Much of my work in Diversity, Equity, and Inclusion is with law firms and legal organizations and one initiative I work on often is the development and review of mentoring and sponsorship programs. Here are some lessons I’ve learned that you can apply to your own sponsorship initiative(s).
Sponsorship programs can play a crucial role in the professional growth and development of associates. As such, significant effort and time should go into creating an effective sponsorship program. It’s critical that the culture of the organization informs the structure of the program, and while it might be tempting to use a generic framework or sponsorship program from another organization, it won’t actually work.
Instead, draw from best practices and lessons learned from a variety of programs and tailor them to create a pilot program. that takes into consideration a range of factors, such as:
- understanding the culture, people, and goals of your organization;
- knowing who the participants are and what the best strategy is;
- figuring out the best framework; and
- determining how to hold people accountable.
Sponsorship programs are often used as a tool to move the needle for certain groups. For example, in some programs participants are selected from a distinct grouping within an organization, such as “high-potential” (which is challenging as a determination as it is often highly subjective and biased) associates, or are based on a dimension of diversity, such as a women’s sponsorship program or a sponsorship program for Black attorneys. These programs are intended to mitigate attrition and further the development and elevation of groups that have historically been underrepresented within the organization. It’s critical then that sponsorship programs are well designed with appropriate structure, resources, and support provided to these groups, to enable them to advance to the next level of leadership.
I recommend piloting sponsorship programs first to allow for lessons learned to be incorporated into a final program framework. In the rush to implement solutions, many organizations fully launch and then have to navigate the challenges of actual or perceived failure. The pilot structure should be used to ensure that participant trajectory (achievements and challenges) and feedback are integrated into the eventual program structure. This will help determine the best strategy and framework to keep participants engaged and to hold them accountable.
In my experience as a professional development and diversity consultant, I often help stakeholders assess their organizations and provide recommendations on how to best implement an effective sponsorship program. Through this work, I’ve identified several critical factors that contribute to the success of such initiatives.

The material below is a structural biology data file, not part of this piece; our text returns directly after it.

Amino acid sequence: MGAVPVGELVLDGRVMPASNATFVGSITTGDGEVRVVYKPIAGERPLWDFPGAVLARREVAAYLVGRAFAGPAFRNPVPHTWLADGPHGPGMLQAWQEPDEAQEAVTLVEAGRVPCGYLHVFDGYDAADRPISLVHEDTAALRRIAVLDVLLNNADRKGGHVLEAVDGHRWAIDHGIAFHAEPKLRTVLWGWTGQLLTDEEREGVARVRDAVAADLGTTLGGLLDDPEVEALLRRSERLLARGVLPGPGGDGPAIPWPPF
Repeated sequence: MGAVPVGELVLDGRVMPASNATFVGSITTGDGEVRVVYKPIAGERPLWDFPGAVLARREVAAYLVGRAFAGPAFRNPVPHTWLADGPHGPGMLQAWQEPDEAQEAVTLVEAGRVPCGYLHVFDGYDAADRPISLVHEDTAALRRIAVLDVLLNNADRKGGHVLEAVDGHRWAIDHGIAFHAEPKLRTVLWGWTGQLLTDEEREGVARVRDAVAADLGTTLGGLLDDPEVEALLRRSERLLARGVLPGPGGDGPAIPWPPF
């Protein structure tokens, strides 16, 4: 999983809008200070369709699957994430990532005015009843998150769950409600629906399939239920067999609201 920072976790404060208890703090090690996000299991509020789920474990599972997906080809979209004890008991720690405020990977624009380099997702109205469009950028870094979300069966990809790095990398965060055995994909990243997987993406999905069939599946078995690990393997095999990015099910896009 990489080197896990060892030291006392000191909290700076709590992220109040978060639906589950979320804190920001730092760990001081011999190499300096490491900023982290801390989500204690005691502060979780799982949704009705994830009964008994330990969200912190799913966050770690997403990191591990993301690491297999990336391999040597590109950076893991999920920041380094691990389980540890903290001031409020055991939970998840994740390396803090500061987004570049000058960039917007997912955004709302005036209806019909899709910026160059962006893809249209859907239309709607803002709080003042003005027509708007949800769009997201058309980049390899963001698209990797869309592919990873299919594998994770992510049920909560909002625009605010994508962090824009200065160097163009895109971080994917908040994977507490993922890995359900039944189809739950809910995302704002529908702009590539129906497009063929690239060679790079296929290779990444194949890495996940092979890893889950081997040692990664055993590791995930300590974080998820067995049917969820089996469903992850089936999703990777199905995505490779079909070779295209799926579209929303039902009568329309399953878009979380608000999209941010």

One of the key success factors is having the right sponsors. Multiple parameters must be considered when selecting sponsors to participate in the program.Most ideal sponsors are individuals who hold leadership positions, and command a significant level of influence in the organization. Often, this also means they excel at business development and are adept at navigating internal politics. The challenge, however, is that these sponsors often have limited availability to devote to the program due to their demanding schedules. This limitation can impede an otherwise successful sponsorship program so it is important to select sponsors who are genuinely committed to the program and have the capacity to stay engaged with their sponsees.
So, what are some ways to encourage a successful sponsorship program?
Before the sponsors are given their responsibilities, they should understand the mission and vision (desired outcomes) of the program. Do they know and understand who will be impacted by the program? The sponsor also needs to understand the tenure or timeframe of the engagement and how they will be held accountable. Let’s explore each of these more closely.
Understand the Program and Their Responsibilities
For a sponsorship program to be successful, sponsors need to align with the expectations of the program and the participants at the beginning of their term in this role. They must understand the responsibilities as sponsors, such as the cadence of meetings, potential topics for discussion, and the importance of discussing career goals and career strategy.
Successful sponsorship programs will clearly outline these so that there is shared awareness and expectation.
Sponsors will often share with me that they’re uncertain about what specific actions they should take as part of a sponsorship program. One of the reasons for this confusion is that many of the benefits they’ve experienced in the past have come from unofficial, informal forms of sponsorship.